The preferred means for supplying the air for the air knives is from a high pressure blower 75 which is driven by a motor 76. The blower has an outlet 77 connected to a flexible hose 78 which extends upwardly from the flower to a housing floor wall 80 (FIG. 2) at the one side of the unit. A housing sheet metal cover 81 covers this end of the unit and has the floor wall 80 connected to the discharge end of the flexible hose 78. Thus, through the floor wall 80 into one end of the plenum 51 and flows along the top surface of the reflector 18 to cool the outside of the reflector and also flows above the knives 52a, 52b and 52c with the air being pulled downwardly through the slots 55 and increasing in velocity as it moves through the funnel shaped throats 57 into the narrow nozzles slots 55.

Some of the air is deflected by the curved deflector means 20 to flow upward along the inside surface 18b of the reflector 18 to cool the same. The illustrated deflector 20 comprises a sheet metal guide having one end 90 attached to inlet side, upstanding housing wall 89. The deflector extends along the shield with a curved portion 91 (FIG. 3) of the deflector shield spaced beneath a curled edge 92 on the shield 18. An inwardly inclined, air discharge end 93 of the deflector is spaced by a small gap such as, for example 1/8 of an inch from the inner surface of the reflector to deliver air as upwardly directed jet of air directed to flow upwardly along the inner surface 18b of the reflector 18.

The illustrated UV bulb is mounted in support brackets 95 and 96 (FIG. 2) at opposite ends with the brackets being suitably supported by the housing. The bulb 18 extends the full transverse width of the conveyor belt so that all of the conveyor belt moving beneath the bulb is irradiated along with any sheets thereon.

While the inlet end 12 to the housing 15 has a light shield 22 with the chevron shaped plates 23, an outlet end light shield may be in the form of a brush 100 to provide a light shield which is less expensive and of a reduced width in the direction of conveyor travel. Herein, the brush has bristles 101 with lower ends brushing over the top of any sheet going therebeneath. Since the ink has already been cured the bristles will not smear any ink. The brush 100 is mounted in a brush holder 102 which is secured in the housing outlet wall 73. Because of the space occupied by the air knives, the brush 100 is distanced sufficiently far from the bulb 16 that UV light will not be seen or reflected through the brush.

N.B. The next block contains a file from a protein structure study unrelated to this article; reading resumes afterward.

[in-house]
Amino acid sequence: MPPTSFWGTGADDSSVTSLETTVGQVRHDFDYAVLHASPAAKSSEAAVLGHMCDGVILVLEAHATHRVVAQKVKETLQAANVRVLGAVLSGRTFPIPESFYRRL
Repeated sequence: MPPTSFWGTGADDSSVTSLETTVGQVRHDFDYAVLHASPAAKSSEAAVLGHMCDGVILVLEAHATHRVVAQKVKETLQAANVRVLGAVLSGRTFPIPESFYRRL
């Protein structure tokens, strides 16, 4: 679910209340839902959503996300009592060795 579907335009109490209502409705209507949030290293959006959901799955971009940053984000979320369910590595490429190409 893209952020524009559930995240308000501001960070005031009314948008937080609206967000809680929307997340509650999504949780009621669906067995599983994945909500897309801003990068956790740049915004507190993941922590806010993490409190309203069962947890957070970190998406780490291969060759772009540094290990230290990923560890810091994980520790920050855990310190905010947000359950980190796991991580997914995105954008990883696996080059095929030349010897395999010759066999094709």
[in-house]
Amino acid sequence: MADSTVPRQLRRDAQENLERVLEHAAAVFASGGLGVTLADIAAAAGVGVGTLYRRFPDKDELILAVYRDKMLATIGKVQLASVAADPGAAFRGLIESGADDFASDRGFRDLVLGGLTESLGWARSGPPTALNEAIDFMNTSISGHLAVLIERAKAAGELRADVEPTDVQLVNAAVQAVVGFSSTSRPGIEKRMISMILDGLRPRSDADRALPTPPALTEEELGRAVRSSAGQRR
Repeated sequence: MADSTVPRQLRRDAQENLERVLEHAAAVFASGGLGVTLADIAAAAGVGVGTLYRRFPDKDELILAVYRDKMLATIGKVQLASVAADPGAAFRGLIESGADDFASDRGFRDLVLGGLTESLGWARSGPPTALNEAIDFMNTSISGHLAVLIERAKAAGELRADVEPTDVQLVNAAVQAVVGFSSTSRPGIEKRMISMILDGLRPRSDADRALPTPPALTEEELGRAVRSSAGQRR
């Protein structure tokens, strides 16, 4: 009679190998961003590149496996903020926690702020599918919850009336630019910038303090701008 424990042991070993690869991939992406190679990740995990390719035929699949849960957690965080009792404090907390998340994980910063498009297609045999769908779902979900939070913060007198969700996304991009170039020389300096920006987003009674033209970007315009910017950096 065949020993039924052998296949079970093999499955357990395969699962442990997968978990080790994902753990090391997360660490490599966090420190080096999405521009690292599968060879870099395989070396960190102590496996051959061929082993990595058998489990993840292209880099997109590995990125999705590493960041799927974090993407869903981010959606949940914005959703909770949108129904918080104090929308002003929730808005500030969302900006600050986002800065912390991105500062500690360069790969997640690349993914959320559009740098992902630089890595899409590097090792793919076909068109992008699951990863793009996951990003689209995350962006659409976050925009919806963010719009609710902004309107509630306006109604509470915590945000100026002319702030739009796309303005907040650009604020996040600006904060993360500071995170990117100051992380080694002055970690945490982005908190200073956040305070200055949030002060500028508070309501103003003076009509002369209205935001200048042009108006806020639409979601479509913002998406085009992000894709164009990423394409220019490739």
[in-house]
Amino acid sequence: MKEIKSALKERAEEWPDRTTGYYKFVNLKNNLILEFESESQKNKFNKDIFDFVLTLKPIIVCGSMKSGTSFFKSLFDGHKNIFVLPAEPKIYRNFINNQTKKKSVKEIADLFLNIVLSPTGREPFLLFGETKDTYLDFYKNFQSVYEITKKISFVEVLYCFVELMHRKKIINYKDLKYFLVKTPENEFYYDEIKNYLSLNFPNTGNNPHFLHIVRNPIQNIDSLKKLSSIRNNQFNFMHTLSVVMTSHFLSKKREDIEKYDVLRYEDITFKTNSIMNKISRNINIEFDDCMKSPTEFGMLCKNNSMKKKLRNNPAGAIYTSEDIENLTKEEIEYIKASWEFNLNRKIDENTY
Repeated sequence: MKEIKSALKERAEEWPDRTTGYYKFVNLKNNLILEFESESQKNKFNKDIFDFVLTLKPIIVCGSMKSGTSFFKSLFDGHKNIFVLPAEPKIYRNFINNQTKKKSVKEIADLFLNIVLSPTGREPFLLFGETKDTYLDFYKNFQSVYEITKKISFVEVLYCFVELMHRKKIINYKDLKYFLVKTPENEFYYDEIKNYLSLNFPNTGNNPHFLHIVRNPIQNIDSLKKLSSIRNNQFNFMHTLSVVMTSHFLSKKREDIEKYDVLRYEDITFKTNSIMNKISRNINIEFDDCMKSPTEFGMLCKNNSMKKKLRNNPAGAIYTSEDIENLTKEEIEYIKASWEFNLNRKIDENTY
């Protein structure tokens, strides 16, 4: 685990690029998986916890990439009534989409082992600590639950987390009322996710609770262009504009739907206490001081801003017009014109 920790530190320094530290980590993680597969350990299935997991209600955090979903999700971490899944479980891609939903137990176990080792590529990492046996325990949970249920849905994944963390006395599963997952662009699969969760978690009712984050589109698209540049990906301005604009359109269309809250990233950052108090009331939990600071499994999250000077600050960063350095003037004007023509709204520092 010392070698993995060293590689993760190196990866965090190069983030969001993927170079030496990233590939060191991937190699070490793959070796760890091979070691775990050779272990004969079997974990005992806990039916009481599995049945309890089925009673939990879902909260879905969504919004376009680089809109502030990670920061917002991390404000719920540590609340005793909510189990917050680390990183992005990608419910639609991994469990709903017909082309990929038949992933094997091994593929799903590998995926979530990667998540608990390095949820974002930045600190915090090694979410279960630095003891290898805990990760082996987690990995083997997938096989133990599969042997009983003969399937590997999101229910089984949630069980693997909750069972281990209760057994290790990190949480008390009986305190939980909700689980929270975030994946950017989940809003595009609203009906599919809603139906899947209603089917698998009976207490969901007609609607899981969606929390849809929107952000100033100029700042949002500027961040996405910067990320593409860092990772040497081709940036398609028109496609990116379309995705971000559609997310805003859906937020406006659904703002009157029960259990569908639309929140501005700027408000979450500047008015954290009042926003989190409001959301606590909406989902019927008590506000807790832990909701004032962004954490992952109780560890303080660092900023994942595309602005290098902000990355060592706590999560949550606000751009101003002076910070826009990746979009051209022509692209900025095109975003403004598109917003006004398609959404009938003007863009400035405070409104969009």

From the foregoing it will be seen that in operation, the sheets 11 are mounted on the conveyor belt 10 with their upper surfaces 19 facing upwardly to pass beneath the light shield 22 at the inlet end 12 of the apparatus for travel through a short distance to an irradiating chamber at which is located the irradiating UV lamp 16. The sheets are heated to a high temperature, for example, at least 180° to 200° F. by the lamps. However, in the present invention, the temperature of the sheets is reduced very substantially in inexpensive and very quick manner by a high velocity air means which comprises a series of air knives 55 each of which converts high pressure, low velocity room air into high velocity, lower pressure jets of air each impinging against the upper surface of the sheet. The sheet thus is carried across a plurality of discrete discharging air jets at spaced intervals with each of the air jets delivering air at a velocity above the Reynolds number, e.g., at 1000 fpm, to produce highly turbulent air flow at 56a, 56b and 56c across the surface of the sheet to aid in quickly removing heat from the surface of the sheet and from the ink. The sheets would tend to lift and fly and flutter because of the reduced air pressure on their top surfaces from the air flow thereacross. However, the sheets are held flat and against the conveyor belt by suction from the suction box 31 located below the mesh conveyor belt. The conveyor belt carries the sheets from the apparatus and beneath the outlet light shield brush 100. Thus, the sheets are held on to the conveyor and any ozone or other harmful vapors are pulled across the air pervious belt 10 into the underlying suction box 31 and discharged from the suction blower 32 through its outlet 32a (FIG. 2).